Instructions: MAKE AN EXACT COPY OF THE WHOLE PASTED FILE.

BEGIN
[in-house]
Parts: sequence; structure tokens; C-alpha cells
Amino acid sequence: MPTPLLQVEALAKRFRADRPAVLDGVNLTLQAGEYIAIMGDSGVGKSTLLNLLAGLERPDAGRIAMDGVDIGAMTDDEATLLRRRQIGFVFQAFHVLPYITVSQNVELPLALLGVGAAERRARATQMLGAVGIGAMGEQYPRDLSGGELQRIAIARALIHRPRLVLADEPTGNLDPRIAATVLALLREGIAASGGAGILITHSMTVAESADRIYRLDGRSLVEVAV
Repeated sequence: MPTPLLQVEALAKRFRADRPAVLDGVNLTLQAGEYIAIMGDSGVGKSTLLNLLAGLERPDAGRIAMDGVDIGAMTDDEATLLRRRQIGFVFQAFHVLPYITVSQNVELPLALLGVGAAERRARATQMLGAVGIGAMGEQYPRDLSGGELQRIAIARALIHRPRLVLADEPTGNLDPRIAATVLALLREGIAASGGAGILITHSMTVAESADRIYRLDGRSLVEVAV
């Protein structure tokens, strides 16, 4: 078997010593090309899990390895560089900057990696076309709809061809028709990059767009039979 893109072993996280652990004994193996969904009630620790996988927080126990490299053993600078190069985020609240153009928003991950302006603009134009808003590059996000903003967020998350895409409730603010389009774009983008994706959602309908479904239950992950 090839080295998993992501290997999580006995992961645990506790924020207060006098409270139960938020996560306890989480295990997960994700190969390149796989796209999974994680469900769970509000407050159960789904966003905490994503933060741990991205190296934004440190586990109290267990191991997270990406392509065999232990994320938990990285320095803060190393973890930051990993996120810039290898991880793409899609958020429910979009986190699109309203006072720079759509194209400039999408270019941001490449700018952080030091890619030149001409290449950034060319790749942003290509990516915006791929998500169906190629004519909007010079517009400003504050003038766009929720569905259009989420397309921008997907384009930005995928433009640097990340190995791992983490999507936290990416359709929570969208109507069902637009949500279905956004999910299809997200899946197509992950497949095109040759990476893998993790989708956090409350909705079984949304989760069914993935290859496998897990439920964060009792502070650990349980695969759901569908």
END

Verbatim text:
[in-house]
Parts: sequence; structure tokens; C-alpha cells
Amino acid sequence: MPTPLLQVEALAKRFRADRPAVLDGVNLTLQAGEYIAIMGDSGVGKSTLLNLLAGLERPDAGRIAMDGVDIGAMTDDEATLLRRRQIGFVFQAFHVLPYITVSQNVELPLALLGVGAAERRARATQMLGAVGIGAMGEQYPRDLSGGELQRIAIARALIHRPRLVLADEPTGNLDPRIAATVLALLREGIAASGGAGILITHSMTVAESADRIYRLDGRSLVEVAV
Repeated sequence: MPTPLLQVEALAKRFRADRPAVLDGVNLTLQAGEYIAIMGDSGVGKSTLLNLLAGLERPDAGRIAMDGVDIGAMTDDEATLLRRRQIGFVFQAFHVLPYITVSQNVELPLALLGVGAAERRARATQMLGAVGIGAMGEQYPRDLSGGELQRIAIARALIHRPRLVLADEPTGNLDPRIAATVLALLREGIAASGGAGILITHSMTVAESADRIYRLDGRSLVEVAV
């Protein structure tokens, strides 16, 4: 078997010593090309899990390895560089900057990696076309709809061809028709990059767009039979 893109072993996280652990004994193996969904009630620790996988927080126990490299053993600078190069985020609240153009928003991950302006603009134009808003590059996000903003967020998350895409409730603010389009774009983008994706959602309908479904239950992950 090839080295998993992501290997999580006995992961645990506790924020207060006098409270139960938020996560306890989480295990997960994700190969390149796989796209999974994680469900769970509000407050159960789904966003905490994503933060741990991205190296934004440190586990109290267990191991997270990406392509065999232990994320938990990285320095803060190393973890930051990993996120810039290898991880793409899609958020429910979009986190699109309203006072720079759509194209400039999408270019941001490449700018952080030091890619030149001409290449950034060319790749942003290509990516915006791929998500169906190629004519909007010079517009400003504050003038766009929720569905259009989420397309921008997907384009930005995928433009640097990340190995791992983490999507936290990416359709929570969208109507069902637009949500279905956004999910299809997200899946197509992950497949095109040759990476893998993790989708956090409350909705079984949304989760069914993935290859496998897990439920964060009792502070650990349980695969759901569908």